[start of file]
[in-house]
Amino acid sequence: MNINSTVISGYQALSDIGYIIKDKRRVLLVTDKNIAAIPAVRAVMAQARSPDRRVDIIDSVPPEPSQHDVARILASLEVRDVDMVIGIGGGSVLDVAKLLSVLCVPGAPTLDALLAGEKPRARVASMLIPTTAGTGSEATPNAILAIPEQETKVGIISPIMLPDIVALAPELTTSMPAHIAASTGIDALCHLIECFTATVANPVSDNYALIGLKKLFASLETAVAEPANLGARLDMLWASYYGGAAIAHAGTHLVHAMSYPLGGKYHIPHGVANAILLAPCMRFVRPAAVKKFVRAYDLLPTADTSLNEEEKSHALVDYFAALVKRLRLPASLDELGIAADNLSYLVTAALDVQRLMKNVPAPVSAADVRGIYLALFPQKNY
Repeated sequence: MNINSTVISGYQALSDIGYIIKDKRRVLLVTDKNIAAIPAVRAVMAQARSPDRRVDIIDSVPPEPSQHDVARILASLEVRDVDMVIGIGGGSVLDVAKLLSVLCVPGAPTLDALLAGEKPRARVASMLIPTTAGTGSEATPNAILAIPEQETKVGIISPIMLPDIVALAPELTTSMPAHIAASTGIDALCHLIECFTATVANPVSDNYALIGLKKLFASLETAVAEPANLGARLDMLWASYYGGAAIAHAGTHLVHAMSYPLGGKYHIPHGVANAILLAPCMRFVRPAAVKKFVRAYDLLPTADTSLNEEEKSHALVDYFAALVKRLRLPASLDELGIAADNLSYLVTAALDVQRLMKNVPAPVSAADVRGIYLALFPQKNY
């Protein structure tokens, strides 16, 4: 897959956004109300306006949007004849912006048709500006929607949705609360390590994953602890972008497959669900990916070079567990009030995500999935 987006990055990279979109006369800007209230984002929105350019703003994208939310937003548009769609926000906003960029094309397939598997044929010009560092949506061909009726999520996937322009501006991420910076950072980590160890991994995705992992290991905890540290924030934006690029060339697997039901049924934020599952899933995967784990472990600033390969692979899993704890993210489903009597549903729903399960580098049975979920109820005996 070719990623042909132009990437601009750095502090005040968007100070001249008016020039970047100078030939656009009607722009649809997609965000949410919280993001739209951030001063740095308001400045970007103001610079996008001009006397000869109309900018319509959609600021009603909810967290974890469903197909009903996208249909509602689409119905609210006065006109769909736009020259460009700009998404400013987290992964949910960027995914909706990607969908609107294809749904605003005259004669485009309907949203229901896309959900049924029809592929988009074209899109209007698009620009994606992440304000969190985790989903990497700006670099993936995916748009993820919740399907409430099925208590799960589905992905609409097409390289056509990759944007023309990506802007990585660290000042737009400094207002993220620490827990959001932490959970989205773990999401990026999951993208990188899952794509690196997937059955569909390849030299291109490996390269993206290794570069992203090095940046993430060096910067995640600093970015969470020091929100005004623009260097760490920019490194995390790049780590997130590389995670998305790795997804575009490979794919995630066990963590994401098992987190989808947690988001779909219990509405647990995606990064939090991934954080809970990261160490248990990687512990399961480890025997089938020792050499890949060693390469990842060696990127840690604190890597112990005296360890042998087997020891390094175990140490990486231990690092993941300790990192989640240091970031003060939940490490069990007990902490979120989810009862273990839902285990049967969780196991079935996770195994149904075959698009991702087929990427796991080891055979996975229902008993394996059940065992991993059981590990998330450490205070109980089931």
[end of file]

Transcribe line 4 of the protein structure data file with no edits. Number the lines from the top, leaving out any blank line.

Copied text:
């Protein structure tokens, strides 16, 4: 897959956004109300306006949007004849912006048709500006929607949705609360390590994953602890972008497959669900990916070079567990009030995500999935 987006990055990279979109006369800007209230984002929105350019703003994208939310937003548009769609926000906003960029094309397939598997044929010009560092949506061909009726999520996937322009501006991420910076950072980590160890991994995705992992290991905890540290924030934006690029060339697997039901049924934020599952899933995967784990472990600033390969692979899993704890993210489903009597549903729903399960580098049975979920109820005996 070719990623042909132009990437601009750095502090005040968007100070001249008016020039970047100078030939656009009607722009649809997609965000949410919280993001739209951030001063740095308001400045970007103001610079996008001009006397000869109309900018319509959609600021009603909810967290974890469903197909009903996208249909509602689409119905609210006065006109769909736009020259460009700009998404400013987290992964949910960027995914909706990607969908609107294809749904605003005259004669485009309907949203229901896309959900049924029809592929988009074209899109209007698009620009994606992440304000969190985790989903990497700006670099993936995916748009993820919740399907409430099925208590799960589905992905609409097409390289056509990759944007023309990506802007990585660290000042737009400094207002993220620490827990959001932490959970989205773990999401990026999951993208990188899952794509690196997937059955569909390849030299291109490996390269993206290794570069992203090095940046993430060096910067995640600093970015969470020091929100005004623009260097760490920019490194995390790049780590997130590389995670998305790795997804575009490979794919995630066990963590994401098992987190989808947690988001779909219990509405647990995606990064939090991934954080809970990261160490248990990687512990399961480890025997089938020792050499890949060693390469990842060696990127840690604190890597112990005296360890042998087997020891390094175990140490990486231990690092993941300790990192989640240091970031003060939940490490069990007990902490979120989810009862273990839902285990049967969780196991079935996770195994149904075959698009991702087929990427796991080891055979996975229902008993394996059940065992991993059981590990998330450490205070109980089931």